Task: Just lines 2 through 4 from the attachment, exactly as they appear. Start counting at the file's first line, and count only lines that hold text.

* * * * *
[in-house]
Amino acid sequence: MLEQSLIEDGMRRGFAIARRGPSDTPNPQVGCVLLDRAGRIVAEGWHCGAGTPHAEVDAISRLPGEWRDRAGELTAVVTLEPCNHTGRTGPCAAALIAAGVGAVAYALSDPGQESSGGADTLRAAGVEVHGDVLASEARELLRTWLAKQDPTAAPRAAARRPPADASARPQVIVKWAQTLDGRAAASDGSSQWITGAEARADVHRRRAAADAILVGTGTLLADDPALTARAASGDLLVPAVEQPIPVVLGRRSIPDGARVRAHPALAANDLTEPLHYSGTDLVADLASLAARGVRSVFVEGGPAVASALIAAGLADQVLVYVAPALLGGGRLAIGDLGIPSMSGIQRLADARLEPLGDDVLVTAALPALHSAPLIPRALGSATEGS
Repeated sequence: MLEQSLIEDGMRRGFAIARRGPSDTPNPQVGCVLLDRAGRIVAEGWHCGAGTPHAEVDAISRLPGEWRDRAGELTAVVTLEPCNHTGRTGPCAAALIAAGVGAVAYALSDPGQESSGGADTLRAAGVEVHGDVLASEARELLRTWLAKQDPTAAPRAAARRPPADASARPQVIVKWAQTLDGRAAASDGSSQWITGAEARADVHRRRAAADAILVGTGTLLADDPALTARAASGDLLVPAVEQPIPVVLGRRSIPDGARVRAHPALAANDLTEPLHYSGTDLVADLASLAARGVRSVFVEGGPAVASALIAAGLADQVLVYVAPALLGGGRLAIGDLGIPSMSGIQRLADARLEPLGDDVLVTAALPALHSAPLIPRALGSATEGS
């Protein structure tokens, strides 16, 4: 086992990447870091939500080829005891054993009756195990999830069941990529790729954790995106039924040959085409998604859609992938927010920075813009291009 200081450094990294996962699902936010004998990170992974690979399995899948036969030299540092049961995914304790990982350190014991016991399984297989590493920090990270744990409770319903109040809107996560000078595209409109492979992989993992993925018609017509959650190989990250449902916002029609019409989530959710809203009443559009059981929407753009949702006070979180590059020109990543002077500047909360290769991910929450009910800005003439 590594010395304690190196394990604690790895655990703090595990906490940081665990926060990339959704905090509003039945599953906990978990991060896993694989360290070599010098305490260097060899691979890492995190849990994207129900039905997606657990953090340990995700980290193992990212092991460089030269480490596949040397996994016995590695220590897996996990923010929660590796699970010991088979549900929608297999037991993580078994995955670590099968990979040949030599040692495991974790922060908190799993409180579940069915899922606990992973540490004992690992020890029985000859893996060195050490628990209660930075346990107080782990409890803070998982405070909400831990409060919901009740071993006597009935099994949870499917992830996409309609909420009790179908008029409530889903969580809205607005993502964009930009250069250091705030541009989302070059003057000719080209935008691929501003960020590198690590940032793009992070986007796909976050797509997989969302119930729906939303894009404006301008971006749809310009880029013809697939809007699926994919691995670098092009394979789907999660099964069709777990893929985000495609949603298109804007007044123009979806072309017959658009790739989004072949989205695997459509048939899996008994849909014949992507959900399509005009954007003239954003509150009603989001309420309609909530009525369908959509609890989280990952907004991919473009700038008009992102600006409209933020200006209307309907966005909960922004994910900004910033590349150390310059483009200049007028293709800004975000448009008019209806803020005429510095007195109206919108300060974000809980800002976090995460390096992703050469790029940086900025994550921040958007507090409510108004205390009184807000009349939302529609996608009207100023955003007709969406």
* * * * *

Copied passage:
Amino acid sequence: MLEQSLIEDGMRRGFAIARRGPSDTPNPQVGCVLLDRAGRIVAEGWHCGAGTPHAEVDAISRLPGEWRDRAGELTAVVTLEPCNHTGRTGPCAAALIAAGVGAVAYALSDPGQESSGGADTLRAAGVEVHGDVLASEARELLRTWLAKQDPTAAPRAAARRPPADASARPQVIVKWAQTLDGRAAASDGSSQWITGAEARADVHRRRAAADAILVGTGTLLADDPALTARAASGDLLVPAVEQPIPVVLGRRSIPDGARVRAHPALAANDLTEPLHYSGTDLVADLASLAARGVRSVFVEGGPAVASALIAAGLADQVLVYVAPALLGGGRLAIGDLGIPSMSGIQRLADARLEPLGDDVLVTAALPALHSAPLIPRALGSATEGS
Repeated sequence: MLEQSLIEDGMRRGFAIARRGPSDTPNPQVGCVLLDRAGRIVAEGWHCGAGTPHAEVDAISRLPGEWRDRAGELTAVVTLEPCNHTGRTGPCAAALIAAGVGAVAYALSDPGQESSGGADTLRAAGVEVHGDVLASEARELLRTWLAKQDPTAAPRAAARRPPADASARPQVIVKWAQTLDGRAAASDGSSQWITGAEARADVHRRRAAADAILVGTGTLLADDPALTARAASGDLLVPAVEQPIPVVLGRRSIPDGARVRAHPALAANDLTEPLHYSGTDLVADLASLAARGVRSVFVEGGPAVASALIAAGLADQVLVYVAPALLGGGRLAIGDLGIPSMSGIQRLADARLEPLGDDVLVTAALPALHSAPLIPRALGSATEGS
């Protein structure tokens, strides 16, 4: 086992990447870091939500080829005891054993009756195990999830069941990529790729954790995106039924040959085409998604859609992938927010920075813009291009 200081450094990294996962699902936010004998990170992974690979399995899948036969030299540092049961995914304790990982350190014991016991399984297989590493920090990270744990409770319903109040809107996560000078595209409109492979992989993992993925018609017509959650190989990250449902916002029609019409989530959710809203009443559009059981929407753009949702006070979180590059020109990543002077500047909360290769991910929450009910800005003439 590594010395304690190196394990604690790895655990703090595990906490940081665990926060990339959704905090509003039945599953906990978990991060896993694989360290070599010098305490260097060899691979890492995190849990994207129900039905997606657990953090340990995700980290193992990212092991460089030269480490596949040397996994016995590695220590897996996990923010929660590796699970010991088979549900929608297999037991993580078994995955670590099968990979040949030599040692495991974790922060908190799993409180579940069915899922606990992973540490004992690992020890029985000859893996060195050490628990209660930075346990107080782990409890803070998982405070909400831990409060919901009740071993006597009935099994949870499917992830996409309609909420009790179908008029409530889903969580809205607005993502964009930009250069250091705030541009989302070059003057000719080209935008691929501003960020590198690590940032793009992070986007796909976050797509997989969302119930729906939303894009404006301008971006749809310009880029013809697939809007699926994919691995670098092009394979789907999660099964069709777990893929985000495609949603298109804007007044123009979806072309017959658009790739989004072949989205695997459509048939899996008994849909014949992507959900399509005009954007003239954003509150009603989001309420309609909530009525369908959509609890989280990952907004991919473009700038008009992102600006409209933020200006209307309907966005909960922004994910900004910033590349150390310059483009200049007028293709800004975000448009008019209806803020005429510095007195109206919108300060974000809980800002976090995460390096992703050469790029940086900025994550921040958007507090409510108004205390009184807000009349939302529609996608009207100023955003007709969406």